RFID Passport Chips: What are They?
RFID passport chips are computer chips that emit radio signals allowing authorized users to access the information stored on the chips. They were first introduced in 2007 when the government began issuing e-passports to U.S. citizens after passing legislation requiring countries participating in the Visa Waiver Program to issue e-passports to their citizens. The Visa Waiver Program allows citizens of participating countries to visit the United States for 90 days or less without obtaining a visa.
In 2008, the government began issuing passport cards to facilitate travel by land and sea between the United States and Mexico, Canada, Bermuda and the Caribbean. All passport cards also contain RFID chips. While both passport cards and passport books have these chips embedded in them, there are some differences in the way the chips are used.
RFID passport chips embedded in passport cards do not contain any personal information about the holder of the card. Instead they contain a unique identification number that links to a record stored in a government database, which contains photographs and other biographical information about the card holder. The chip allows authorized officials to quickly access the stored record and conduct automated checks of terrorist watch lists as individuals approach security checkpoints. In addition, multiple cards can be read simultaneously. Because officials don’t have to wait until travelers arrive at the inspection station to check their information and they can access multiple cards at the same time, immigration inspections are faster.
Amid concerns about individuals’ privacy and the security of the passport card, the U.S. government has taken several steps to prevent individuals’ personal information from being accessed without their permission. Laser engraving and additional security features are designed to prevent passport cards from being counterfeited, and they come with a protective sleeve to prevent RFID passport chips from being read without authorization. As long as the passport card is in the sleeve, the information on the chip cannot be accessed.
Unlike the chips embedded in passport cards, the chips embedded in passport books do contain personal information about the passport holder, including: The same information written on the passport, including the holder’s name, date of birth, place of birth, issue date and expiration date A digital image of the individual’s passport photo that can be used with facial recognition technology at security checkpoints A unique identification number A digital signature designed to prevent the data stored on the chip from being altered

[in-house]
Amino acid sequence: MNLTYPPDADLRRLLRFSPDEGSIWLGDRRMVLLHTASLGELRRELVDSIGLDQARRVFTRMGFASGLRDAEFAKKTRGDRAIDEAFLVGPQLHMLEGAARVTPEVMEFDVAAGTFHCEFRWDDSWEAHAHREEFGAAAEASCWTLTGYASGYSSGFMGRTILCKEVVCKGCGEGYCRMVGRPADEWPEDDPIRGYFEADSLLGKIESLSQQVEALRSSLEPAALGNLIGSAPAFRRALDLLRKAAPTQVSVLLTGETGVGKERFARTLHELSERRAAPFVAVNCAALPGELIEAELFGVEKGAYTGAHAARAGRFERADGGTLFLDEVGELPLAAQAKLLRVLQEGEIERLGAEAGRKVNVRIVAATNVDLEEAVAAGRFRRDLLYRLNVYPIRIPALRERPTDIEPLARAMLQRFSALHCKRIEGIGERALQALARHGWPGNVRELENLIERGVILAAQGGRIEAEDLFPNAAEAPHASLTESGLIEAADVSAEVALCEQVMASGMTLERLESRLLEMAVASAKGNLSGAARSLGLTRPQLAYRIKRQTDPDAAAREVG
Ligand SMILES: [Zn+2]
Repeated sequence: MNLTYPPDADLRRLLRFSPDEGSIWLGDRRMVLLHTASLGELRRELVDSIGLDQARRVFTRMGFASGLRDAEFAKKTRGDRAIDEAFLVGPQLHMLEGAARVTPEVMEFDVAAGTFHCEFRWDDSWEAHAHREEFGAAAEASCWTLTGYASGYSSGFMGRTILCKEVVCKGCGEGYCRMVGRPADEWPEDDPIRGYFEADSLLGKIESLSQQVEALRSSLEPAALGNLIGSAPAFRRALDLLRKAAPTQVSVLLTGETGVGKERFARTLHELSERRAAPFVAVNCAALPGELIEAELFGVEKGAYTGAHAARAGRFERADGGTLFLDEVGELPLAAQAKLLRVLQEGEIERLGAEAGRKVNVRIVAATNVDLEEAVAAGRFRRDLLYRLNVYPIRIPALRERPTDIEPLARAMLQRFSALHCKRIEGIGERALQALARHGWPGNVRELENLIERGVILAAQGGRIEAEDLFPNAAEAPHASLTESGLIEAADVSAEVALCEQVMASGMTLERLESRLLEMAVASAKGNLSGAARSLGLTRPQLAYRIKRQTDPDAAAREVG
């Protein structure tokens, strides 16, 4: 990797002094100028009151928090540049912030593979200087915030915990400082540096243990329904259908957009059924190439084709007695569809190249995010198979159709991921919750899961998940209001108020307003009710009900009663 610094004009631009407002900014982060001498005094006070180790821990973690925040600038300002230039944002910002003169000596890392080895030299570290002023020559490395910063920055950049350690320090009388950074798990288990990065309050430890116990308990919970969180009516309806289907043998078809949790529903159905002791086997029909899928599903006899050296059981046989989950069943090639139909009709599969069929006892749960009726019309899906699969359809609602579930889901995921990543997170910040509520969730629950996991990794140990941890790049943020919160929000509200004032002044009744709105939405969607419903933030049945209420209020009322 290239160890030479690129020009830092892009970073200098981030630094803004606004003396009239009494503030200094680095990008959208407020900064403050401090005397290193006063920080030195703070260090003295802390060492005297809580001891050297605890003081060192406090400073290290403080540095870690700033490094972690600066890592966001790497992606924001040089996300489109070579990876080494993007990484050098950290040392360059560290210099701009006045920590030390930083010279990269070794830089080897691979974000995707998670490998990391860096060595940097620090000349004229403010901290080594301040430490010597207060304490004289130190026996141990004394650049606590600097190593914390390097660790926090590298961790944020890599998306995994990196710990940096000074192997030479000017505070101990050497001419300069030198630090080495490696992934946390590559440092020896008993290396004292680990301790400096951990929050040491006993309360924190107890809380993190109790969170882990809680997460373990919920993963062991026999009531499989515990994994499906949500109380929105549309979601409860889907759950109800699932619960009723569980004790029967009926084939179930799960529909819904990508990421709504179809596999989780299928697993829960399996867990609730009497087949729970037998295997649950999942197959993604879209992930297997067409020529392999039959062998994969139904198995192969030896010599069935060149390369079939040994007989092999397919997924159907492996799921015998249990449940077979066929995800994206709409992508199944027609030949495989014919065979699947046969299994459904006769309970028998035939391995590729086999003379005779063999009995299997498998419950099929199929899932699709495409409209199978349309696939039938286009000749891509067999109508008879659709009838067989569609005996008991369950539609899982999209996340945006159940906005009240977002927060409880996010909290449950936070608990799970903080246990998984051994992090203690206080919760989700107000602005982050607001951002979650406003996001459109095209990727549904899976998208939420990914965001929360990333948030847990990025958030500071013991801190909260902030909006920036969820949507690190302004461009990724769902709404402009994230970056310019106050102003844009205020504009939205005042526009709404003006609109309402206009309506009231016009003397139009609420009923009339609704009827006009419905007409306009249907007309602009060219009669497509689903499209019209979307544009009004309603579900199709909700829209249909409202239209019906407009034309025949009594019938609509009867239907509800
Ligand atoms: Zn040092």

Like the RFID passport chips in passport cards, they can be read from a short distance and allow for faster inspections at security checkpoints.
There have been security concerns about the e-passports since the government began issuing them. However, as with the passport cards, the government has taken extensive measures using the most current technology to protect the information stored on the chips in passport books from unauthorized access. First, a blocking material is used on the cover of all e-passports that require the book to be opened before the information stored on the RFID chip can be read.
Second, technological protocols have been put into place to ensure that only authorized RFID readers can access the information stored on the chips embedded in e-passports. Third, a random unique identification number (UID) is generated each time someone attempts to access the information on the chip. Finally when someone accesses the information on RFID passport chips, it is compared with the information that is printed on the passport to make sure they match. The government has taken every precaution to ensure that the information stored on the chip does not inadvertently fall into the wrong hands.
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